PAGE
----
I think your growing season if very similar to ours, and if it is, if you don't have pumpkins starting yet, you're probably not going to get any! Just FYI, if your plants are looking wilted, when you water them, do they perk up or do they keep looking wilted? If they keep looking wilted, then they're slowly dying from too much water. If they need more water, they'll perk up fairly quickly after you water them. With most plants overwatering does far, far more serious damage than underwatering. Since compost piles usually hold a lot of water, that might be why they're looking wilted. Roots need both water and oxygen, and if the soil is kept too wet, there's no oxygen and the roots begin to rot. If you're ever having a problem with something, and not sure what's going on, ere on the side of keeping it too dry until you figure out for sure what the problem is. If most things are too dry, they won't look good and won't grow much, but at least they won't die like they will if kept too wet. And whether plants perk up or not after watering is one of the easiest ways to start figuring out what's going wrong.
Welcome to RMG,
I have a volunteer pumpkin plant and I have never had a garden before, so when it was growing so fast and "beautifully"; gorgeous big leaves and long vines I thought for sure life was good. The flowers came, and I thought I was well on my way to having pumkins for the fall decorating. But now that it is August and almost September and no fruit set I am bewildered. Reading this thread I am quite confused as to what I did wrong. I watered, but didn't leave it muddy, the plant is in a morning sun area, and the leaves never look wilty, and I have had a huge amount of bees and other pollinating insects through the area.
So, what happen to the fruit?
Thanks for the reply - my vine finally did produce some fruit, about six pumpkins. They are tiny, which I expected because of the overcrowding in a barrel.
The plant got covered in powdery mildew, which I tried to treat with some fungicidal spray. I think I was too late taking action, though a couple of vines do still have rich green leaves.
As the vines are dying, a rain storm this week has knocked three of the pumpkins off. Two are still green, one is half green & half orange.
What do I do with these pumpkins that have fallen off?
If there is any orange on the pumpkin, it'll ripen off the vine. And I've had rather green ones ripen off vine too. Keep them somewhere cool that won't freeze.
This was my first time with pumpkins too. We planted five plants in large tractor tires. My vines also got powdery mildew a while ago.
Out of the 5 plants, I got five pumpkins: one fairly large, one medium, and 3 baby small. A few were slightly green with a bit of orange when I picked a few weeks ago as I thought there might be a frost to kill them. I put them in my garage on the cold floor where it won't freeze but stays dark and cool. They are now almost completely orange so hopefully they'll stay good until Halloween!
This is my first year with pumpkins.
The fact is that my garden has only 4 hours sunlight,in early afternoon.
The pumkins grow very fast but are not setting well. Two plants and I only have one fruit; there was another but rot because this summer has been cool and wet. I do have great tomatoes and cucumbers, but the squash is also not so great.
I think it's due either to the reduced sunlight or the COOL summer.
I just wanted to add that I've been having the same issue with my pumpkins, and can't figure out the cause of it either. The plants are vining like mad, even though I've trimmed them back several times. They're in a small yard garden that gets lots of sun. It's been warm here this summer, but nothing over the top. They get regular water, have not been fertilized and have beautiful leaves and blossoms, but just no pumpkins. A few small ones started, but all turned brown and dropped off before they got much bigger than a cherry. In fact, the only one that made it to any notable size was one that launched itself into the hedge along the back side of the garden. It got to almost cantaloupe size before it became too heavy for the hedge to support and met its bitter end. My cukes have been similarly funny - I got a couple of small ones that died on the vine and a couple more that ballooned out in very strange ways, but nothing like what I was expecting. Given that it is end of August already, I"m guessing I'm out of luck for this year, but I'd sure love it if anyone had suggestions for things to do differently next year!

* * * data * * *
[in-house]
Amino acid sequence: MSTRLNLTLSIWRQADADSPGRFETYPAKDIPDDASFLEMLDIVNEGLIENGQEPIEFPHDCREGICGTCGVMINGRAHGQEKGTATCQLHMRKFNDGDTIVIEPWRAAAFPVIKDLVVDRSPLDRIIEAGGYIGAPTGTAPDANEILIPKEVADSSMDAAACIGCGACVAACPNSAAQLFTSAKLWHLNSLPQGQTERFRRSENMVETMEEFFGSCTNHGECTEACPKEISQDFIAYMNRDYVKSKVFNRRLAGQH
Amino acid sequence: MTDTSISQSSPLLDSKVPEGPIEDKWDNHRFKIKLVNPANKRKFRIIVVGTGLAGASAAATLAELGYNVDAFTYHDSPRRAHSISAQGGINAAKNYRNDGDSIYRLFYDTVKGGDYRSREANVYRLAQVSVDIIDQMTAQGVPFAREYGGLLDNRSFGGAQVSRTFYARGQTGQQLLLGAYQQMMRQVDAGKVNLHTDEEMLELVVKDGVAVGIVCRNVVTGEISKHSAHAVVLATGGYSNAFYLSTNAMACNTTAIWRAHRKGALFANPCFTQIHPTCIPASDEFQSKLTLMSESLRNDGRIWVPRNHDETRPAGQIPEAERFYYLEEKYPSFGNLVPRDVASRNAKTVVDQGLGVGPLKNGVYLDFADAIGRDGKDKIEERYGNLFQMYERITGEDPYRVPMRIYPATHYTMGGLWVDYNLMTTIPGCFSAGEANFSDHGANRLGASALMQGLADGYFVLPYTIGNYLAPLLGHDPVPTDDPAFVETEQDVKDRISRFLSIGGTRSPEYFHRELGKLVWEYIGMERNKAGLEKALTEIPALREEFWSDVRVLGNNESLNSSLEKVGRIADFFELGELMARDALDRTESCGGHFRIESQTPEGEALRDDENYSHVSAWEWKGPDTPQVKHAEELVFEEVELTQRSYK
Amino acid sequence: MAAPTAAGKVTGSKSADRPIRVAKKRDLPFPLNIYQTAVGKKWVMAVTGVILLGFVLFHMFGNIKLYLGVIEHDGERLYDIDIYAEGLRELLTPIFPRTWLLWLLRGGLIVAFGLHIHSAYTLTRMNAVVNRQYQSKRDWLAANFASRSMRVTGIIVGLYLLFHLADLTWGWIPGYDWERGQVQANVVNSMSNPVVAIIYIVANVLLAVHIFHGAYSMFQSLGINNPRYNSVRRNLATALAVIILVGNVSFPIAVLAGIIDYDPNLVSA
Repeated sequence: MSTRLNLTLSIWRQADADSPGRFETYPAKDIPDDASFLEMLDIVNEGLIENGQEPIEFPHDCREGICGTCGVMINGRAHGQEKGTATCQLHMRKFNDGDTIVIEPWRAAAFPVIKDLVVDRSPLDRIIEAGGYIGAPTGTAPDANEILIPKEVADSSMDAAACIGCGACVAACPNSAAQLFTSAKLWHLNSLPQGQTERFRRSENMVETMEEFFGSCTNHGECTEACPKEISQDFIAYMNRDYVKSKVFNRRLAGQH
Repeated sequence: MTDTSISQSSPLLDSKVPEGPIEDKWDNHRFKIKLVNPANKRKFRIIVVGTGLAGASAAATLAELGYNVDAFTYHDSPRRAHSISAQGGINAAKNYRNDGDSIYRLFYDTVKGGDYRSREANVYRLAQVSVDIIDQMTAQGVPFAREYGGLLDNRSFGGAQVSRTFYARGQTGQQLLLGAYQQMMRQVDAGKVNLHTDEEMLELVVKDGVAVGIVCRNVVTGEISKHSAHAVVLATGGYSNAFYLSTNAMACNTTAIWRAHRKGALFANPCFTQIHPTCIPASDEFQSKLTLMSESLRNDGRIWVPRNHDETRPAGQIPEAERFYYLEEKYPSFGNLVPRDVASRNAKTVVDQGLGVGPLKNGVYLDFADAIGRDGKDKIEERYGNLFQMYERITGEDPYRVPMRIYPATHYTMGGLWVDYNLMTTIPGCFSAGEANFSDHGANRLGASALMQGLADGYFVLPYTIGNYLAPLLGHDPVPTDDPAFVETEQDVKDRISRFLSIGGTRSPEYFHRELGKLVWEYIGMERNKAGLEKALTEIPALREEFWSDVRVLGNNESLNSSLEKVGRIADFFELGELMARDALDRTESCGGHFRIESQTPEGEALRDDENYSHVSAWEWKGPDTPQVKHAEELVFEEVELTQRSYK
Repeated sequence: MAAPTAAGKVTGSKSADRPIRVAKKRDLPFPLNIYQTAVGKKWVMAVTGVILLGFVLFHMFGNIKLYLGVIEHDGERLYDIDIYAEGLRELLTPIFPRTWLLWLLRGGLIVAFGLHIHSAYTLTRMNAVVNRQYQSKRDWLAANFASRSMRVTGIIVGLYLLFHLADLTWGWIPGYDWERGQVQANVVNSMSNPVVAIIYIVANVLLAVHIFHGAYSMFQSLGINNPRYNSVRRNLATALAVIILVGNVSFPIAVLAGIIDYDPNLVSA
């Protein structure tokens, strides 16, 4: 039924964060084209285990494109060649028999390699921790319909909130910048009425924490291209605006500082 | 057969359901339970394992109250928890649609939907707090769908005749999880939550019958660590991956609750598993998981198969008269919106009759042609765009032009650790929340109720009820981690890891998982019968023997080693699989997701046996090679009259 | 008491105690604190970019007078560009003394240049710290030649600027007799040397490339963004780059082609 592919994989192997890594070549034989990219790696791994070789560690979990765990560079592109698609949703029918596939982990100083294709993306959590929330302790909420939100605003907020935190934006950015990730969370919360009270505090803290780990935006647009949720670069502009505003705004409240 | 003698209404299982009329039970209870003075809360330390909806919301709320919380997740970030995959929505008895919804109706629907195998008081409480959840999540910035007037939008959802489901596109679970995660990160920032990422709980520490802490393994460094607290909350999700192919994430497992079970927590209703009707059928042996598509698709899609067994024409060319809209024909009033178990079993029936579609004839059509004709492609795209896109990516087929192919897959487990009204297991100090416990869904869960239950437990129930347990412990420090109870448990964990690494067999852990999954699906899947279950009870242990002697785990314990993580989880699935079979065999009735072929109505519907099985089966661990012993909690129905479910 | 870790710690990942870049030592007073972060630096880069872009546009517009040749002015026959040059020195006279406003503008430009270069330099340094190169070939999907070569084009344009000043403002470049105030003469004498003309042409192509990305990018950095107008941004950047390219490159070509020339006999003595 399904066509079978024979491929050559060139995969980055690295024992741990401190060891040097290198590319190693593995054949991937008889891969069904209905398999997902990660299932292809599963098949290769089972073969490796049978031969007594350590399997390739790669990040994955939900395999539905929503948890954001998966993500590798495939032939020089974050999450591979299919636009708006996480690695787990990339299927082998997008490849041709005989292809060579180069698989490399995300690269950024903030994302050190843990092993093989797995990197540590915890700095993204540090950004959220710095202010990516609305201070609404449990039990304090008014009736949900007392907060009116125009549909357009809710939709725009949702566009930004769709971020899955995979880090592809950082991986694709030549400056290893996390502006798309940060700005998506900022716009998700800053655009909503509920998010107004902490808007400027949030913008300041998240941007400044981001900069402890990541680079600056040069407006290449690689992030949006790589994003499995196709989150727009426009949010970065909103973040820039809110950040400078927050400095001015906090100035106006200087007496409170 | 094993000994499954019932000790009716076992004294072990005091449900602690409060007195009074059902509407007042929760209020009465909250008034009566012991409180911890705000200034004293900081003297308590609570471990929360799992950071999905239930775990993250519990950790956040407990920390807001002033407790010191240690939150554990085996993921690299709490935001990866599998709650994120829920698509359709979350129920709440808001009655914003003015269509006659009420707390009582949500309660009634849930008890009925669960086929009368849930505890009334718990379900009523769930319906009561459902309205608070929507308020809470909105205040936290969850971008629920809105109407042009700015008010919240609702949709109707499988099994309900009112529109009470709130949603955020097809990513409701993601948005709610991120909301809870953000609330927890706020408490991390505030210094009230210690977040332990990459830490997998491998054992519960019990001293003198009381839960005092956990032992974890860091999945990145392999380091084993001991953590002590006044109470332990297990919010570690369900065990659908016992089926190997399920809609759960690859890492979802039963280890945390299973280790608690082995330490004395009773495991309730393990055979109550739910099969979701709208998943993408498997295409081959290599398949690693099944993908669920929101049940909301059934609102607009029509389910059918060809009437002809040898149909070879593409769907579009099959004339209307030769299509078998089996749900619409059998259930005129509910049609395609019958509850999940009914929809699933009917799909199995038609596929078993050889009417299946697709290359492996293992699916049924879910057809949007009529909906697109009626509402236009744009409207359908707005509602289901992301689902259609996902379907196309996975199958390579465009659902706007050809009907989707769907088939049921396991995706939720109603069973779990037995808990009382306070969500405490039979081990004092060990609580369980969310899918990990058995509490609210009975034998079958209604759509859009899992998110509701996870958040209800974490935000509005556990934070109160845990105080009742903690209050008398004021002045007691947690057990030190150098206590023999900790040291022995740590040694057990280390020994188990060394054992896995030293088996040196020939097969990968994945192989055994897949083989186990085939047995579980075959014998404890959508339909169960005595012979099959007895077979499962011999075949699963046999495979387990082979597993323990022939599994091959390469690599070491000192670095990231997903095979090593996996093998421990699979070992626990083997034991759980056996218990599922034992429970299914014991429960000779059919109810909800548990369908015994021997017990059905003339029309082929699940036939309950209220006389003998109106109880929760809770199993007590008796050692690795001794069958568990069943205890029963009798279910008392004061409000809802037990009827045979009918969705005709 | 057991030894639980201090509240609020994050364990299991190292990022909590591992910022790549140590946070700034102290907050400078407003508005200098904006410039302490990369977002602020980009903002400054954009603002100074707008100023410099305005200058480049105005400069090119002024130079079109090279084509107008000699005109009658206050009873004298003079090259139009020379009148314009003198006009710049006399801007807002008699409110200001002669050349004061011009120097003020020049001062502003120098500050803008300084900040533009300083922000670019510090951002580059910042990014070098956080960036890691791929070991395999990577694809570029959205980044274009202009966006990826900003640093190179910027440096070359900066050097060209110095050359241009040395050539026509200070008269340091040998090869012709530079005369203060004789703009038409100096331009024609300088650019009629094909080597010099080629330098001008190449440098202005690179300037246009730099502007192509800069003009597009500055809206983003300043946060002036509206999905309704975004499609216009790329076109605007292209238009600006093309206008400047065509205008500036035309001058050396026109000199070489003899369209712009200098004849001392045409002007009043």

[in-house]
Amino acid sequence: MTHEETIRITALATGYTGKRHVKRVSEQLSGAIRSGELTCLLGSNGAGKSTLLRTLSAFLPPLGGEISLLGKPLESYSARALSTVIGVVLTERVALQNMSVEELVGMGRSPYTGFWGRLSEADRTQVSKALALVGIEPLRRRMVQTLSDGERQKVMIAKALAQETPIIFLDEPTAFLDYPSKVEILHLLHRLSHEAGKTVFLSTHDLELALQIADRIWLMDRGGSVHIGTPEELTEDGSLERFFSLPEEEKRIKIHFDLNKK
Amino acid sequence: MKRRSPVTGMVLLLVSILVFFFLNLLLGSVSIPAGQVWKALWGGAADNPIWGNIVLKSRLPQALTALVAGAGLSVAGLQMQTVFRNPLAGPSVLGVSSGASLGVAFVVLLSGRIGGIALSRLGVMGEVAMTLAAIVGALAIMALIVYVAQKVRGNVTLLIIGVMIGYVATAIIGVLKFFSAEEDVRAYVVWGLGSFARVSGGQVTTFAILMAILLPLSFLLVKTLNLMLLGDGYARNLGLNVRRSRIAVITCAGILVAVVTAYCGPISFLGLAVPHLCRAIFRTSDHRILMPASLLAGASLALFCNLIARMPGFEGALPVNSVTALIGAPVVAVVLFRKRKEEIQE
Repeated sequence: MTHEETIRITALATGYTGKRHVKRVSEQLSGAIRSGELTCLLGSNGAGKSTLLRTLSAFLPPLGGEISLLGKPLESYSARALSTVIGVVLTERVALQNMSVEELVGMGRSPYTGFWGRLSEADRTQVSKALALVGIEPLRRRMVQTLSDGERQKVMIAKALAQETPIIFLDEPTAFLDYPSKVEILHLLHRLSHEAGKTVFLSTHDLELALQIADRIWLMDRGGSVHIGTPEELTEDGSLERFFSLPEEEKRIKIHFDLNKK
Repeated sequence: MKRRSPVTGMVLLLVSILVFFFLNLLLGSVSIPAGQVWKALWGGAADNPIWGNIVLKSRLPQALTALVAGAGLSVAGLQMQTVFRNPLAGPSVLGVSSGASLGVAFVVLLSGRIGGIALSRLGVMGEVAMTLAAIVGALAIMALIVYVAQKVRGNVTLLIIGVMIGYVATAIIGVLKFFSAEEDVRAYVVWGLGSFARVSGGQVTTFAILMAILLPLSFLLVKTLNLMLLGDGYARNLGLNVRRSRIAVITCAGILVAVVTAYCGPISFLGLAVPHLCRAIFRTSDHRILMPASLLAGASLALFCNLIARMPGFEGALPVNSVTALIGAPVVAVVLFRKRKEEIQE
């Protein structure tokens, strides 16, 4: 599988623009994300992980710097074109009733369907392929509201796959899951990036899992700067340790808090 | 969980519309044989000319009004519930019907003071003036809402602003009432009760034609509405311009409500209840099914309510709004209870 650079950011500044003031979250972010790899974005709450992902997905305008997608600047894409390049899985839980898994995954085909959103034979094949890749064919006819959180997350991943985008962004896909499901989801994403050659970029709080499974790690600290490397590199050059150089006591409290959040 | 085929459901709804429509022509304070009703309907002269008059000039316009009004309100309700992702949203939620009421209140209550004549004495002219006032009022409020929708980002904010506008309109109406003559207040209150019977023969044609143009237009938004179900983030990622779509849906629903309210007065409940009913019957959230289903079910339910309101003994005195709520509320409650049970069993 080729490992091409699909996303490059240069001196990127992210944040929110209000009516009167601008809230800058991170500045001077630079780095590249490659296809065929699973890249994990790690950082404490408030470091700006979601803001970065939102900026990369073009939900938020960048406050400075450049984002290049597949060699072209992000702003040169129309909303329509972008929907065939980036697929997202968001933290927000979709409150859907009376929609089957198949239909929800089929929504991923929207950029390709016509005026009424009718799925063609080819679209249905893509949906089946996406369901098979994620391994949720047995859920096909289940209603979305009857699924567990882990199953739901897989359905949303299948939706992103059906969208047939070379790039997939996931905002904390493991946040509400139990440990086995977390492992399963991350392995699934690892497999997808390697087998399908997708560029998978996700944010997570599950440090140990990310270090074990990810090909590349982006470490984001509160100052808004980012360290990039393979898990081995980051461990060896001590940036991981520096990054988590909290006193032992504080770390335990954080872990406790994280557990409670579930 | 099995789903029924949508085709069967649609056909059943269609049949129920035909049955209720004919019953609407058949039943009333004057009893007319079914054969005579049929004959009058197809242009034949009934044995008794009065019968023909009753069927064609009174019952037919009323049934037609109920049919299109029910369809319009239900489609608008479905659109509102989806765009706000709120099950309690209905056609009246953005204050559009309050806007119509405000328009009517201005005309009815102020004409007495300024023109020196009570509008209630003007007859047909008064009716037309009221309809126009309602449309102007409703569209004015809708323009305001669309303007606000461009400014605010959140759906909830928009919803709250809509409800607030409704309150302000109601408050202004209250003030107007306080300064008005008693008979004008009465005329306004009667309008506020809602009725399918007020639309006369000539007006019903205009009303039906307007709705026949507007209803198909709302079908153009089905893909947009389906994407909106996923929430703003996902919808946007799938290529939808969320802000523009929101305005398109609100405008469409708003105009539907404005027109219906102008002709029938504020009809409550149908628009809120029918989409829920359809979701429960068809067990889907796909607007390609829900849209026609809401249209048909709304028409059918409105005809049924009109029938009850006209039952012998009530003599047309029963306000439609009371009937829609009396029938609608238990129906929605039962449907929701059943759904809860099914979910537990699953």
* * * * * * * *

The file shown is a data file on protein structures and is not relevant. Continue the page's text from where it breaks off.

Wow - I guess we have been very lucky with our pumpkins! We started ours on a whim (had a package left at our house by the former owners, and thought it'd be fun to see if they grew) by seed in small peat pots in the garage back in May, and they took off like crazy. We planted them in the ground sometime in mid-late June. They were the first of all our plants to really take off once in the ground as well. As far as I know, my husband hasn't done anything special to care for them. We have a soaker hose for the entire garden, so they get the same amount as all the other plants. He uses some kind of organic fertilizer for all the plants, but not sure if he's used that on the pumpkins since they have been so prolific on their own.
Our garden gets sun for most of the day - about 9am to 5pm. And it gets the heat as well.
Wish I had suggestions/answers as to why ours have been so successful. Maybe it's the wasps/bees we have - I have a bunch of bird houses that I hung on the fence behind the garden, for decoration. Couple of weeks ago, when my husband was putting some nails and strings on the fence for the gourd vines to grab hold of, he discovered that the birds didn't like them, but the wasps sure did - they started to swarm him as they didn't like him being so close to their "nest"!!! Needless to say, we sprayed the houses well with some wasp spray!
This is the second year in a row that my pumpkin plants have plenty of blossoms but no pumpkin develops. Frustrating!
Lynne- Do you have both male and female blossoms? Bee activity? Have you tried hand pollinating?
Definitely hand pollinate them. Just use a cotton swab or something to transfer the pollen from the male flower to the female flower.
You can also try attracting more pollinators to your plant by adding some flowers in ground or in pots next to it.